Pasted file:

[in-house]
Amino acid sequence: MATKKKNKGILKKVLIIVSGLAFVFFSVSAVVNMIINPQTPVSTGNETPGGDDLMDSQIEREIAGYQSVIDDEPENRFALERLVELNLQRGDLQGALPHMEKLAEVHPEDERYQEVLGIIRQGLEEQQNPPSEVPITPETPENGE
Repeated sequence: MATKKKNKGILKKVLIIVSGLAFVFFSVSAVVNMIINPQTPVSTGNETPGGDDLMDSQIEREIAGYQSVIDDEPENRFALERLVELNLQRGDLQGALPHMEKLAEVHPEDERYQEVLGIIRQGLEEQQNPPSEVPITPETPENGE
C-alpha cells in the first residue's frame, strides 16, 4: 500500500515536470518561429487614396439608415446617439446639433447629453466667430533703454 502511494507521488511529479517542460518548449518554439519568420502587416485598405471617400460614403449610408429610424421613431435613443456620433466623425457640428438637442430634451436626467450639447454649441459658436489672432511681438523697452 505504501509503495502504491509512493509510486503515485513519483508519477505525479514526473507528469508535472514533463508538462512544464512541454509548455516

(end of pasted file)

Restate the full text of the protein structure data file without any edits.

[in-house]
Amino acid sequence: MATKKKNKGILKKVLIIVSGLAFVFFSVSAVVNMIINPQTPVSTGNETPGGDDLMDSQIEREIAGYQSVIDDEPENRFALERLVELNLQRGDLQGALPHMEKLAEVHPEDERYQEVLGIIRQGLEEQQNPPSEVPITPETPENGE
Repeated sequence: MATKKKNKGILKKVLIIVSGLAFVFFSVSAVVNMIINPQTPVSTGNETPGGDDLMDSQIEREIAGYQSVIDDEPENRFALERLVELNLQRGDLQGALPHMEKLAEVHPEDERYQEVLGIIRQGLEEQQNPPSEVPITPETPENGE
C-alpha cells in the first residue's frame, strides 16, 4: 500500500515536470518561429487614396439608415446617439446639433447629453466667430533703454 502511494507521488511529479517542460518548449518554439519568420502587416485598405471617400460614403449610408429610424421613431435613443456620433466623425457640428438637442430634451436626467450639447454649441459658436489672432511681438523697452 505504501509503495502504491509512493509510486503515485513519483508519477505525479514526473507528469508535472514533463508538462512544464512541454509548455516